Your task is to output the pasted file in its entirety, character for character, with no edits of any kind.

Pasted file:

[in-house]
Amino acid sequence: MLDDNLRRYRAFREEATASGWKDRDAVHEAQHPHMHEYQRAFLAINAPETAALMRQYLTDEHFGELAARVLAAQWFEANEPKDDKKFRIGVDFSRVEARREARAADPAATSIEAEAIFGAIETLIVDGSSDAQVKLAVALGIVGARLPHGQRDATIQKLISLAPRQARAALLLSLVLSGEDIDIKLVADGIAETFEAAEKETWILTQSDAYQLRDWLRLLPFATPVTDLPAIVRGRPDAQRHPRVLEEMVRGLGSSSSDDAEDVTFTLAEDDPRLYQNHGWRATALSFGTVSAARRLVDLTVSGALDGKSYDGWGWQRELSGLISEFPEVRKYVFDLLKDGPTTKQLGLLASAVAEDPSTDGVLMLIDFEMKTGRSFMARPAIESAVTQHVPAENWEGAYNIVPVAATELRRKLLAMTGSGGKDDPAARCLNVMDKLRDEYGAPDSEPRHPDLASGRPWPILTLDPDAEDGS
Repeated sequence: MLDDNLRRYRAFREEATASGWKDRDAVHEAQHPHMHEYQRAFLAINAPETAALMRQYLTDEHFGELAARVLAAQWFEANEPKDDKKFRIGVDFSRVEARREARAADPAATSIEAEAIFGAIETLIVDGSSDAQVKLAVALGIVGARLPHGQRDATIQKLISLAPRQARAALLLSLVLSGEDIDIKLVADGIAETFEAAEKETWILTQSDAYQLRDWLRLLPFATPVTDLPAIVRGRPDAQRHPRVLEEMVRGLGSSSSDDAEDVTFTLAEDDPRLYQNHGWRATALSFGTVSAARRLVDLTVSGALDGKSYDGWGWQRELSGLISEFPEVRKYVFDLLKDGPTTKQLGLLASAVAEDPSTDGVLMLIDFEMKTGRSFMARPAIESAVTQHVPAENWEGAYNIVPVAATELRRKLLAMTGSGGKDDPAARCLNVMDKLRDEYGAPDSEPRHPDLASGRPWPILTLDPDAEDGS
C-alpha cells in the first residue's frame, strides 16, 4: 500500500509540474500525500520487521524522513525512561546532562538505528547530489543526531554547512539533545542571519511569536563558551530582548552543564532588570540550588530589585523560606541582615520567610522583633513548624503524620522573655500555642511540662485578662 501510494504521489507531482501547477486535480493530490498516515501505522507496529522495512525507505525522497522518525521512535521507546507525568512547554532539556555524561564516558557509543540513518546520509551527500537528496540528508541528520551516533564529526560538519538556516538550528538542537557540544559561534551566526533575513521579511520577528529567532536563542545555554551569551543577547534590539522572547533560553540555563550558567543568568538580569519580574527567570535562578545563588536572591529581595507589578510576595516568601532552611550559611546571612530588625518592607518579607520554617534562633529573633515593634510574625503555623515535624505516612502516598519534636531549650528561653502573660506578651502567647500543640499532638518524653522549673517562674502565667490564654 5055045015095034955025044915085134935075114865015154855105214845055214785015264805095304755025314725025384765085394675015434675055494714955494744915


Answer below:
[in-house]
Amino acid sequence: MLDDNLRRYRAFREEATASGWKDRDAVHEAQHPHMHEYQRAFLAINAPETAALMRQYLTDEHFGELAARVLAAQWFEANEPKDDKKFRIGVDFSRVEARREARAADPAATSIEAEAIFGAIETLIVDGSSDAQVKLAVALGIVGARLPHGQRDATIQKLISLAPRQARAALLLSLVLSGEDIDIKLVADGIAETFEAAEKETWILTQSDAYQLRDWLRLLPFATPVTDLPAIVRGRPDAQRHPRVLEEMVRGLGSSSSDDAEDVTFTLAEDDPRLYQNHGWRATALSFGTVSAARRLVDLTVSGALDGKSYDGWGWQRELSGLISEFPEVRKYVFDLLKDGPTTKQLGLLASAVAEDPSTDGVLMLIDFEMKTGRSFMARPAIESAVTQHVPAENWEGAYNIVPVAATELRRKLLAMTGSGGKDDPAARCLNVMDKLRDEYGAPDSEPRHPDLASGRPWPILTLDPDAEDGS
Repeated sequence: MLDDNLRRYRAFREEATASGWKDRDAVHEAQHPHMHEYQRAFLAINAPETAALMRQYLTDEHFGELAARVLAAQWFEANEPKDDKKFRIGVDFSRVEARREARAADPAATSIEAEAIFGAIETLIVDGSSDAQVKLAVALGIVGARLPHGQRDATIQKLISLAPRQARAALLLSLVLSGEDIDIKLVADGIAETFEAAEKETWILTQSDAYQLRDWLRLLPFATPVTDLPAIVRGRPDAQRHPRVLEEMVRGLGSSSSDDAEDVTFTLAEDDPRLYQNHGWRATALSFGTVSAARRLVDLTVSGALDGKSYDGWGWQRELSGLISEFPEVRKYVFDLLKDGPTTKQLGLLASAVAEDPSTDGVLMLIDFEMKTGRSFMARPAIESAVTQHVPAENWEGAYNIVPVAATELRRKLLAMTGSGGKDDPAARCLNVMDKLRDEYGAPDSEPRHPDLASGRPWPILTLDPDAEDGS
C-alpha cells in the first residue's frame, strides 16, 4: 500500500509540474500525500520487521524522513525512561546532562538505528547530489543526531554547512539533545542571519511569536563558551530582548552543564532588570540550588530589585523560606541582615520567610522583633513548624503524620522573655500555642511540662485578662 501510494504521489507531482501547477486535480493530490498516515501505522507496529522495512525507505525522497522518525521512535521507546507525568512547554532539556555524561564516558557509543540513518546520509551527500537528496540528508541528520551516533564529526560538519538556516538550528538542537557540544559561534551566526533575513521579511520577528529567532536563542545555554551569551543577547534590539522572547533560553540555563550558567543568568538580569519580574527567570535562578545563588536572591529581595507589578510576595516568601532552611550559611546571612530588625518592607518579607520554617534562633529573633515593634510574625503555623515535624505516612502516598519534636531549650528561653502573660506578651502567647500543640499532638518524653522549673517562674502565667490564654 5055045015095034955025044915085134935075114865015154855105214845055214785015264805095304755025314725025384765085394675015434675055494714955494744915